This comes after a 2022 report by Chef’s Pencil analysing Google Trends revealed interest in veganism could be dwindling, with companies including Pret and Nestle axing some of their plant-based offerings.
Out of 349 respondents to the survey, more than three quarters (78%) of operators said the consumer demand for meat-free dishes was not declining, while less than a quarter (22%) said that it was.
East Anglia-based business Anglian Country Inns (ACI), which won Best Premium Food Offer at this year’s Publican Awards, had seen customers opt for vegan and veggie meals with all the usual fervour.
While ACI head of food Kumour Uddin hadn’t noticed a spike in guests opting for plant-based options, he said demand for vegan dishes was “still very strong” and had grown in line with the business’ overall sales.
All menus across the company’s nine sites have a vegan option, and vegetarian options can be easily amended to suit vegan palettes.
Suiting all palettes
“We’re not removing any [vegan dishes],” said Uddin, “if anything, we’re adding, to make sure we’ve got balance and what the customer wants.”
The head chef had noticed a trend in customers wanting to eat healthier, and this often came with eating less meat. “A lot of people just genuinely want to have a better, balanced diet,” added Uddin, but this wasn’t to say they should be pigeonholed as “plant-based” or “vegan”.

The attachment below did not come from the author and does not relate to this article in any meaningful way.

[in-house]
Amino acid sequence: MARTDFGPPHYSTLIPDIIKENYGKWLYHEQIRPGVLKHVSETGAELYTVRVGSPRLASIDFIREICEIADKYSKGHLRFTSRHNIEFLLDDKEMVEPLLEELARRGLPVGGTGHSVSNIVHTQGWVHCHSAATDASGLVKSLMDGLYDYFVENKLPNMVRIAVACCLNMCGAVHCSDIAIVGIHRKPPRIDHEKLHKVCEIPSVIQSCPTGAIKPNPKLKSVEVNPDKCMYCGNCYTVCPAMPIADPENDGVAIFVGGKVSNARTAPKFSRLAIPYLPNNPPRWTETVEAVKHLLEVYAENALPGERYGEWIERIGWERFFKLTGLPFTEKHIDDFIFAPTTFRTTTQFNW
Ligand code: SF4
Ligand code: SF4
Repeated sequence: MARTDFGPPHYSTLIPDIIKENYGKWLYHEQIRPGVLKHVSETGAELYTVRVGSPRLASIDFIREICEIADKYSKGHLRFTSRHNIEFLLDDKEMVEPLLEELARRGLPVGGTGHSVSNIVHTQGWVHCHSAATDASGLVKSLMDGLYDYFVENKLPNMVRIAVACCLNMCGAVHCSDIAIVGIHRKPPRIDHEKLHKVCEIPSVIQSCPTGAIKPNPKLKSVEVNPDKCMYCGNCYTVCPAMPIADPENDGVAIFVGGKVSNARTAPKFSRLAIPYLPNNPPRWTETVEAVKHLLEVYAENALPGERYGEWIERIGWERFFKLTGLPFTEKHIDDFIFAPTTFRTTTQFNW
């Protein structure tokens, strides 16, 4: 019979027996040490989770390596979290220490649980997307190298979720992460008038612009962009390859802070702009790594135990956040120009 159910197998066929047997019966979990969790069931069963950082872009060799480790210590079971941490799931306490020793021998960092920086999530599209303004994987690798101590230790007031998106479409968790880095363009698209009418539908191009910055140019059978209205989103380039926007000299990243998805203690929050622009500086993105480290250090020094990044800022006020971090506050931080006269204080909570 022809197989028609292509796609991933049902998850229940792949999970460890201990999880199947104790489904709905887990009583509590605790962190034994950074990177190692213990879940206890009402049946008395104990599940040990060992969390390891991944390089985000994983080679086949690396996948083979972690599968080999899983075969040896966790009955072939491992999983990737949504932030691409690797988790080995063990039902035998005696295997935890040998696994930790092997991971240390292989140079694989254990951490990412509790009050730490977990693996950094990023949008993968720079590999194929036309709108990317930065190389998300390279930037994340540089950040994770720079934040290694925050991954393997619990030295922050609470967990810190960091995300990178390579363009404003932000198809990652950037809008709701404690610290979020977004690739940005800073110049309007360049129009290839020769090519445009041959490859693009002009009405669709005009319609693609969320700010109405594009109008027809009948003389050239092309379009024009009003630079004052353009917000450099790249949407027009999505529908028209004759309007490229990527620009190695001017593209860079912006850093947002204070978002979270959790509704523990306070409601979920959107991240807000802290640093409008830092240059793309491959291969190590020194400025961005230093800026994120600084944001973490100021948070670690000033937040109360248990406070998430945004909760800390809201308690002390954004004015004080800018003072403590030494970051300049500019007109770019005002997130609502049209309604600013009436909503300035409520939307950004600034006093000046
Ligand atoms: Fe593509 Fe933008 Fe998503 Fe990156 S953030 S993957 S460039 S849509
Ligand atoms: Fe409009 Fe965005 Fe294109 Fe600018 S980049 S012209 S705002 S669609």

The situation is similar at Southern operator Brucan Pubs. James Lyon-Shaw, the pub group’s director, said sales data showed demand for meat-free dishes had stayed fairly consistent, after a strong increase last year.
“Perhaps what has declined is the volumes of voice behind the drive for change, as people battle with other priorities, which perhaps feel more pressing on both a global and domestic scale,” he added.
While Brucan Pubs has a broad range of options on its menus to try to cater for all tastes, Lyon-Shaw said there would always be a minority who felt that unless the menu was heavily weighted in favour of meat-free dishes, the menu did not cater to their needs sufficiently.
Lyon-Shaw added: “In reality, each business and kitchen has a limit on the number of menu items it can delivery consistently at the quality that we strive for, and within this limit we need to ensure all of our guests have as much choice as we can offer, not just those who are most vocal about their own preferences.”
Darwin & Wallace founder Mel Marriot has also seen consistent demand for vegetarian and vegan dishes. She considered this to be a demonstration of a flexitarian approach rather than super restrictive diets, with some guests opting for lighter options mid week as part of a healthier lifestyle.
That said, the company's rare breed beef burger is still its no.1 selling menu item, with the halloumi burger coming in at a close second. "For us, it it really will always be about offering excellent alternatives and letting the guest decide," Marriot added.